Laparoscopic versus open inguinal hernia repair in pediatric patients: a systematic review.

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PMID: 25299121 DOI: 10.1089/lap.2014.0194


Aim: Inguinal hernia is one of the most common surgical conditions in infants and children. However, considerable debate exists regarding the role of laparoscopic hernia repair (herniorrhaphy) (LH) and its benefits over conventional open hernia repair (herniorrhaphy) (OH). The aim of this review is to analyze the current literature to determine the outcome of LH compared with OH.

Materials and methods: A literature search was performed on all studies published during the last 20 years, reporting on outcomes of OH and LH, in terms of operative time, recurrence rate and other complications, finding of rare hernias, and incidence of contralateral patency. The chi-squared or Fisher's exact test was used to analyze the results of the study.

Results: Fifty-three studies matched our inclusion criteria. As for operative time, in unilateral inguinal hernia repair, there was no significant difference between LH and OH (P=.33). In contrast, in bilateral disease, LH is faster than OH (P=.01). As for the recurrence rate, no significant difference was observed between the two techniques (P=.66), whereas the rate of other complications was significantly higher for OH compared with LH (P=.001). Laparoscopy has the advantage to identify and treat rare hernias (direct, femoral, "en pantalon") that are never reported in articles focused on inguinal OH. In laparoscopic series, in the case of unilateral hernia, the incidence of contralateral patency varied between 19.9% and 66%.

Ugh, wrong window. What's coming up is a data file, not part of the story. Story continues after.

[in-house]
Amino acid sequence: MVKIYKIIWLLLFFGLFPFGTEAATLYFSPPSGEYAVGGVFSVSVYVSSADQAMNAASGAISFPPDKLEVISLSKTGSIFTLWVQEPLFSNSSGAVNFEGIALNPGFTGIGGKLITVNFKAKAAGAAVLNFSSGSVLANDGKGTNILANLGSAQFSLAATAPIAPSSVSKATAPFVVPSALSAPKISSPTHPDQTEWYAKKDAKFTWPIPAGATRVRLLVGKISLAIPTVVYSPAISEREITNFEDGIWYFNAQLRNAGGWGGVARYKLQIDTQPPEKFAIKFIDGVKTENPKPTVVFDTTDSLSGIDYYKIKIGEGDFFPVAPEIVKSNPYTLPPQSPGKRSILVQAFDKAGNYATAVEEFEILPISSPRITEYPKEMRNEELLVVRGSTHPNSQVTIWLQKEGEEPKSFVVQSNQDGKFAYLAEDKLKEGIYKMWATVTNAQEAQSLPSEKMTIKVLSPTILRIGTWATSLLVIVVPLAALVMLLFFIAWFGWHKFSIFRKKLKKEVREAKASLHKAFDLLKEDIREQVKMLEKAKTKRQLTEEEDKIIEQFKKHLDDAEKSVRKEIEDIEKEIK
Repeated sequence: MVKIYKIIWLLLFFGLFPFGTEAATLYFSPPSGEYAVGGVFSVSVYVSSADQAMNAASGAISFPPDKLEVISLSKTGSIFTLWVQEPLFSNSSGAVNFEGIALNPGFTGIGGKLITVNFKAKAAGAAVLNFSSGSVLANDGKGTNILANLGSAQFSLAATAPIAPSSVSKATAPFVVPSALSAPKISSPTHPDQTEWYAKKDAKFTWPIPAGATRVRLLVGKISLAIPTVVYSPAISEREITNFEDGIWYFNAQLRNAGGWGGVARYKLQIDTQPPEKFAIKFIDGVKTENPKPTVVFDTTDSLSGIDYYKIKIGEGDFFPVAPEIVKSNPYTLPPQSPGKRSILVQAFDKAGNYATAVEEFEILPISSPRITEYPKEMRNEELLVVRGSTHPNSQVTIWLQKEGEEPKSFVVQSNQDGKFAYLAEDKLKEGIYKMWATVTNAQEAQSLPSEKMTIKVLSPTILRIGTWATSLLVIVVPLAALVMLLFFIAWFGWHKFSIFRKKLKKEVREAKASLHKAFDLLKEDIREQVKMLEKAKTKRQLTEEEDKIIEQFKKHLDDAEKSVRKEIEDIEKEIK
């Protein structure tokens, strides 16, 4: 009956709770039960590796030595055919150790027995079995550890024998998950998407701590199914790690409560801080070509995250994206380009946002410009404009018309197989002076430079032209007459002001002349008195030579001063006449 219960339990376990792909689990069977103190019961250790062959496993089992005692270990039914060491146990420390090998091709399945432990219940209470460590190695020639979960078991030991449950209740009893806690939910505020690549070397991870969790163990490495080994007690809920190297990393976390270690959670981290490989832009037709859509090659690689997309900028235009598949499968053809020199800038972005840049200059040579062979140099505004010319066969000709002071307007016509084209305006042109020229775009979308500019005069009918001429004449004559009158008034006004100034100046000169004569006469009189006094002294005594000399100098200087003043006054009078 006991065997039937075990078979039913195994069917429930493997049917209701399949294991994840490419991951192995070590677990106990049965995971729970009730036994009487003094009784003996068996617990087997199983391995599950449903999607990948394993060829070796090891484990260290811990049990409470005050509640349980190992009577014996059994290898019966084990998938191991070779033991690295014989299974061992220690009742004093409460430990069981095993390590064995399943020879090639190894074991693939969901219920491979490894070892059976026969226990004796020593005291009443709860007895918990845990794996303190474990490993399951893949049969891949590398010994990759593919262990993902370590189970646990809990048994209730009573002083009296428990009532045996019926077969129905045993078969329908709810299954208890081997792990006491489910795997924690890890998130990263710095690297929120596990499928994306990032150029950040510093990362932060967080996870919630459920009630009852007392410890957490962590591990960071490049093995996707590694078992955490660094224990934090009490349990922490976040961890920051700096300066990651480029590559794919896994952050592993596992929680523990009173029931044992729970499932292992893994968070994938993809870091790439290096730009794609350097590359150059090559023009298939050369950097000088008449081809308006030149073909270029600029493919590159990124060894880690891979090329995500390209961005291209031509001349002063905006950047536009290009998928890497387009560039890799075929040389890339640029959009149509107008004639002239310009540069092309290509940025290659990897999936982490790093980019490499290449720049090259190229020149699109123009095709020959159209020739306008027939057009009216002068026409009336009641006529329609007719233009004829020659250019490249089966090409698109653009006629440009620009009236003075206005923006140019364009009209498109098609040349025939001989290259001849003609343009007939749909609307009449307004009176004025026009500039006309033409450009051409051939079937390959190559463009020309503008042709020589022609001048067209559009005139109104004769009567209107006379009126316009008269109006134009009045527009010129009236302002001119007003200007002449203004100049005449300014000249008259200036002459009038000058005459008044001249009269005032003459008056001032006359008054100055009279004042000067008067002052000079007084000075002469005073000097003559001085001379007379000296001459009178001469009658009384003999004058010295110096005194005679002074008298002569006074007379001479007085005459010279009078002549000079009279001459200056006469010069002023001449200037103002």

Conclusions: In this systematic review, it seems that LH is faster than OH for bilateral hernias, whereas there is no significant difference in terms of operative time for unilateral inguinal hernia repair. Recurrence rate is similar for both techniques. As for other complications such as wound infections, it is higher for OH compared with LH, especially in infants. A prospective comparative study is necessary on this topic to strongly support the results of our systematic review.

Journal Title

Journal of laparoendoscopic & advanced surgical techniques. Part A





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MeSH Keywords

Child; Child, Preschool; Contrast Media; Female; Hernia, Inguinal; Herniorrhaphy; Humans; Infant; Laparoscopy; Male; Operative Time; Postoperative Complications; Prospective Studies; Recurrence; Treatment Outcome


Laparascopic Surgery; Inguinal Hernia

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